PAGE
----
Growing up on the outskirts of Baltimore City, Harvey Johnson has always had an appreciation for what the city has to offer. You could even say Baltimore runs through Johnson’s heart and soul.
From his love of all Baltimore sports teams and his exploration of the city’s many historical neighborhoods, to his longtime dedication to Baltimore District, Johnson has never wavered in his commitment to Charm City and the district.
Now, after serving 30 years in numerous positions in Baltimore District’s Engineering Division, Johnson is heading into retirement.
Johnson began his federal career in 1985 working as a CO-OP student at Fort Meade while he was pursuing his mechanical engineering degree at University of Maryland, Baltimore County. After graduating with his degree in 1986 he worked at the Naval Surface Warfare Center in Silver Spring, Md. Then in 1992, Johnson said he “lucked out” when a coworker suggested he call a Baltimore District employee to inquire about a job. The next day Johnson was in Baltimore District’s Headquarters being interviewed by some now familiar faces, Ron Maj, Ed Musial, John Vogel, Herb Eichler and Bill Wilson.
“When I got the job with the Corps I was excited to be coming back home to the city I grew up in,” Johnson said. “I’m very passionate about Baltimore and what we do here.”
Johnson began his career in Baltimore District as a design manager in Military Programs, overseeing installation work. He then quickly switched to the Support for Others Section where he says he had the pleasure of working on projects like the Kennedy Center National Symphony Hall renovation, Pentagon renovations and the moving of the Corps’ Headquarters to the GAO building in Washington D.C.
“There’s so many more opportunities here than anywhere else,” Johnson said. “I mean how often do you get a chance to work on jobs like the Kennedy Center?”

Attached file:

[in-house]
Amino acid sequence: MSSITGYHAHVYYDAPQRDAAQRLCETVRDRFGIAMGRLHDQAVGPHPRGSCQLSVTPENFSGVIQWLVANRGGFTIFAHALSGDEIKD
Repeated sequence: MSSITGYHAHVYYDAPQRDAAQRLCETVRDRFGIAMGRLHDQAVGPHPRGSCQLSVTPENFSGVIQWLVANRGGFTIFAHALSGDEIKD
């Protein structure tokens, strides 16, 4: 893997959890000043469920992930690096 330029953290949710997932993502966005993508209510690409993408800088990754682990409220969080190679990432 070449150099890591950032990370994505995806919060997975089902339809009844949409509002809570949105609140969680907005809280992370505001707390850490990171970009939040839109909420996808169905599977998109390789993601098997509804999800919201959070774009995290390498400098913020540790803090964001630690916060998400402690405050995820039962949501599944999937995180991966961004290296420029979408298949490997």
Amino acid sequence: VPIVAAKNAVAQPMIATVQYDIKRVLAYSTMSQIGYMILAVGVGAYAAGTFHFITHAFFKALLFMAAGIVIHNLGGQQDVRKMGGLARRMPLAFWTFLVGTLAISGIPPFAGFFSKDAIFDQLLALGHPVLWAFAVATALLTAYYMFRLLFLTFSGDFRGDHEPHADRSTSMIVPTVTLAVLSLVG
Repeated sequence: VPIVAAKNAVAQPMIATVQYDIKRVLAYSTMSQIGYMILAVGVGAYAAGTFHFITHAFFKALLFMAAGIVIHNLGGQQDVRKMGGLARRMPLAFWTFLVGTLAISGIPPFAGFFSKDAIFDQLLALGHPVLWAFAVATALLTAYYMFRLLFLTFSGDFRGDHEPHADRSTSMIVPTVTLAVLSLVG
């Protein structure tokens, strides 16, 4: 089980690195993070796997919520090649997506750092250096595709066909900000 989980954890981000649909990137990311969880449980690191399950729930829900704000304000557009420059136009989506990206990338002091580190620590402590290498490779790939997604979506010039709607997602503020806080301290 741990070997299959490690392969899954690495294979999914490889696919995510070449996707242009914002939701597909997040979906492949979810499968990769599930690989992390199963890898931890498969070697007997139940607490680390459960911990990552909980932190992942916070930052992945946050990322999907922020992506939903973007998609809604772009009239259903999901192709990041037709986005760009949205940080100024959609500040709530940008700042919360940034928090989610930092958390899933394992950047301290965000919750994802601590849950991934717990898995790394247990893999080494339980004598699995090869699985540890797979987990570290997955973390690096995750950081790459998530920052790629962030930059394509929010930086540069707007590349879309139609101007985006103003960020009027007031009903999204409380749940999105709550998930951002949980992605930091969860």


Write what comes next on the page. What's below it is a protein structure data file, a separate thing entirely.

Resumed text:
Then around 2000, Johnson became the first acting chief of the newly re-formed Civil Works Branch and in 2003 was named the chief, which he believes provided a turning point for his career. He realized he had to learn from scratch how to run a branch that had not existed in its current form in Engineering Division, all while working on very public Corps projects including levee systems, Poplar Island, dams and more.
Johnson became very familiar with the many projects that are closely intertwined with Operations Division while chief of Civil Works Branch until August 2016 when Johnson switched things up and became Military Design Branch chief.
According to his Strengths Quest quiz results, Johnson’s unsurprising top strength is empathy, which he leads with above all. Showing care for his employees and developing connections with them, including the many employees located in the field, is a top priority for Johnson as he settles into his new role.
“I love the concept of we can all gain a lot of progress with each other if we can be a little more empathetic,” Johnson said. “People will amaze you with what they’re able to accomplish and they’ll do great things for you.”
Johnson’s need for connections with employees and empathetic outlook for leading previously earned him the Federal Executive Board Silver Supervisor of the Year in 2016.
Most recently, Johnson has been serving as the project manager for the Bureau of Engraving and Printing replacement project in Beltsville, Md. This replacement effort includes environmental assessments and design and construction oversight for the Main facility and supporting structures, parking and stormwater management facilities, roadway access and improvements, utility connections, security systems and access control.
Johnson’s retirement ceremony was held Jan. 13, 2022 where he was pinned by Baltimore District Commander, Col. Estee S. Pinchasin with the Meritorious Civilian Service Medal and presented with his retirement certificate after over 36 years of federal service.